University of Oslo
The University of Oslo (Norwegian: Universitetet i Oslo, is the oldest, largest and most prestigious university in Norway, situated in the Norwegian capital of Oslo. The university was founded in 1811 as The Royal Frederick University (in Norwegian Det Kongelige Frederiks Universitet and in Latin Universitas Regia Fredericiana) and was modelled after the recently established University of Berlin. It was originally named after King Frederick of Denmark and Norway and received its current name in 1939.
The university has faculties of (Lutheran) Theology, Law, Medicine, Humanities, Mathematics and Natural Sciences, Dentistry, Social Sciences, and Education. The Faculty of Law is still located at the old campus on Karl Johans gate, near the National Theatre, the Royal Palace, and the Parliament, while most of the other faculties are located at a modern campus area called Blindern, erected from the 1930s. The Faculty of Medicine is split between several university hospitals in the Oslo area.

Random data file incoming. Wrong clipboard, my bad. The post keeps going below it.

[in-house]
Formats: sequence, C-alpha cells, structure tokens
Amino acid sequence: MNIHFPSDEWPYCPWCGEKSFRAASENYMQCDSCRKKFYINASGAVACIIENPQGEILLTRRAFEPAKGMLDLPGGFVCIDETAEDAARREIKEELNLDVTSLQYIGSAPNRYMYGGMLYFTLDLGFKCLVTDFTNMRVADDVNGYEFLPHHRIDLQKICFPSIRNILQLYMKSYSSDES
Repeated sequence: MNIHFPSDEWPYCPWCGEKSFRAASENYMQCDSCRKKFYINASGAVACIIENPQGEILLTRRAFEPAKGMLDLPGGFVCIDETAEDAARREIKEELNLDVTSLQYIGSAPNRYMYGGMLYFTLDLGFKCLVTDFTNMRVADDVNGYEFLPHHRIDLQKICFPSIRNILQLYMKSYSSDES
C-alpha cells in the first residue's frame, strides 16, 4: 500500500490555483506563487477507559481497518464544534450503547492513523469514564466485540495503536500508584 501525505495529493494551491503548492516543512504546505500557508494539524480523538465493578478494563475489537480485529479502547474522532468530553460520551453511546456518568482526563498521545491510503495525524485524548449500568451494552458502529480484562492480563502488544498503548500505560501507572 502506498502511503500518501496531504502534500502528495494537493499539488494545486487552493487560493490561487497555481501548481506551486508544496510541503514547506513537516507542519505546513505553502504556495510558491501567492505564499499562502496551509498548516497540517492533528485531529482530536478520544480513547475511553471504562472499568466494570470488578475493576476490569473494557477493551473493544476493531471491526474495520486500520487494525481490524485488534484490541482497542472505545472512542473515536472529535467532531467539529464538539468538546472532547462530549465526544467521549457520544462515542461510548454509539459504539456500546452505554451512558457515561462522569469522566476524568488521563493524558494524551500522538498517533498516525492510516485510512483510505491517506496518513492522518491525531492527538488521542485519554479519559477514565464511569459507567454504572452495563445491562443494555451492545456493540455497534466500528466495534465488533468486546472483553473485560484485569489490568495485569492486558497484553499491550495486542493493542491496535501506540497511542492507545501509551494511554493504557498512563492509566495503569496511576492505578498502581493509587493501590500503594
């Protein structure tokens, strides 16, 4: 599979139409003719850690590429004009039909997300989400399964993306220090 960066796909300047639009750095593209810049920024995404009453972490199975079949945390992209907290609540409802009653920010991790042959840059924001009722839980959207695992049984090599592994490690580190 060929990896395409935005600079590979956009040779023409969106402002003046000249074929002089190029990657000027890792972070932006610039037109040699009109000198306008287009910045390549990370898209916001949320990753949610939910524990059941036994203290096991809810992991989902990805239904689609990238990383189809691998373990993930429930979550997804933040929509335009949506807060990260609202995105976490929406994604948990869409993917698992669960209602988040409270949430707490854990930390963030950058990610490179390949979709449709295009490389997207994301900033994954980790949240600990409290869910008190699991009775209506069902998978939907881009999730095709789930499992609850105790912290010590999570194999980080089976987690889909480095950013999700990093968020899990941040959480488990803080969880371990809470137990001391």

Currently the university has about 27,000 students and employs about 4,600 people. It is considered one of the leading universities of Scandinavia, and has consistently been ranked among the world’s top 100 universities by the Academic Ranking of World Universities; in 2010 it was ranked as the best in Norway, 4th best in the Nordic countries, 24th best in Europe and 75th best in the world. The QS World University Rankings ranked the university 100th in the world. Until the founding of the University in 1811, the University of Copenhagen was the only university of Denmark-Norway. After the dissolution of the Dano-Norwegian union in 1814, close academic ties between the countries have been maintained. The University of Oslo was the only university in Norway until 1946, and hence informally often known as simply “The University”. It was also informally referred to as “The Royal Frederick’s” (Det Kgl. Frederiks) for short.